In the Long Run: Reflections on my Younger Self
Updated: Mar 18, 2022
Today I set forth to lay out my thoughts on the stubborn bastard that was the younger version of myself, from an athletic perspective. While I would have lots of things to say to that idiot from a general life perspective (be better about money you fool!), the goal here is to focus on who I was as an athlete, and what that means to me today. This isn’t really a letter to that version of me, but a reflection on who I was, and what my shortcomings were as an athlete during that period of my life.
A fact of life, and a fact of sports in general, is that not everyone gets to “make it”. Sports are a chew-you-up-and-spit-you-out kind of world, and any success at a high level can be fleeting and should be celebrated. Celebrating your achievements involves a more-or-less “living in the moment” attitude that I never cultivated and, I think, is unfortunately, not part of the high-level athlete wiring naturally. My wiring, and I think the wiring of a lot of athletes (particularly those of us living with a chip on our shoulders) are focused on looking forward, never being satisfied, and pushing to create, what you perceive as - a better version of yourself. This makes it hard, if not impossible, to celebrate your accomplishments in the moment. You’re too focused on what’s next, and not focused enough on what’s happening in the moment.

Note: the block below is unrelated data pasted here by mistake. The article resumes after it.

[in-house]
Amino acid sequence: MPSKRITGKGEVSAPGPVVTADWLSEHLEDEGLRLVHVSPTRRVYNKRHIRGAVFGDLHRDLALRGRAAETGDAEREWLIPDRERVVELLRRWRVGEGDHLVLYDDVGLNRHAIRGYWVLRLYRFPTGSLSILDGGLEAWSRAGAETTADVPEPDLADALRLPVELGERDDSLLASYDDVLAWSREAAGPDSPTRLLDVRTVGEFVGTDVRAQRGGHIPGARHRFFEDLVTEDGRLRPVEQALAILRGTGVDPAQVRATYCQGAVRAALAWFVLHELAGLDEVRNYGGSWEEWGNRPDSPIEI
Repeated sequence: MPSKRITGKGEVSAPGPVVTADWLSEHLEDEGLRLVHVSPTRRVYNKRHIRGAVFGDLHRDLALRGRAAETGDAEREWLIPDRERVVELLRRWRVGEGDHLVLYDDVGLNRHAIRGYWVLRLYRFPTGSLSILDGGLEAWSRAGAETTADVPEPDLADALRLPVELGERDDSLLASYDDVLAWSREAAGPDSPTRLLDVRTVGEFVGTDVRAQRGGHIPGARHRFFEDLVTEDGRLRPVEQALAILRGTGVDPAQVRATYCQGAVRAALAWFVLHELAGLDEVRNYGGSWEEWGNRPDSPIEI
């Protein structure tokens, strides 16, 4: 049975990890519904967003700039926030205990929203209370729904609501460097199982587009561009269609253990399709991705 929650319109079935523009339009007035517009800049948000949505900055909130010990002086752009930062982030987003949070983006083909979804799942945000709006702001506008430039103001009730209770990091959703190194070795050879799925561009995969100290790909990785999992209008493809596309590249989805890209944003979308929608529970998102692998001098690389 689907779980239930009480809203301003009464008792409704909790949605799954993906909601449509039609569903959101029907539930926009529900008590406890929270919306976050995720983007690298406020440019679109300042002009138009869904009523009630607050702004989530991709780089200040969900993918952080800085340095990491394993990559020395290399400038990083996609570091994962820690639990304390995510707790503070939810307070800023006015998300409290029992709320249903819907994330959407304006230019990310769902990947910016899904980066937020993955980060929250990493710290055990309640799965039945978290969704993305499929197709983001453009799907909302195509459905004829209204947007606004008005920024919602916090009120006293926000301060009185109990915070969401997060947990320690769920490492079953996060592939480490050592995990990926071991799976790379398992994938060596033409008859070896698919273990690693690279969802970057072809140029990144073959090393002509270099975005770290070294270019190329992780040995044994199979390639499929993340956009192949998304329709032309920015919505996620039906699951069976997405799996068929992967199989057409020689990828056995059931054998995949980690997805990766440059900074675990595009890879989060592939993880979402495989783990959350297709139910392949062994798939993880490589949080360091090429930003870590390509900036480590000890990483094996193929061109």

I was lucky enough to have a two year period where I was “making it” in the sport of distance running. I wasn’t raking in the cash, or highly sponsored, but I was fast, and I was competitive in nearly every race I entered, particularly on the roads. In a two year period, I had finished top 20 at two US XC Championships, qualified for an Indoor US Track and Field Championships, Finished top 10 in the US 25k Championships, top 15 in the highly competitive US 1/2 Marathon Championships, and could boast of a top 20 ranking in the both the Marathon and the 1/2 marathon in one year. I was working full-time, training incredibly hard, flat broke, but hitting a ton of PR’s and sticking my nose in every race that I entered. Then, as quickly as it had come, it was gone.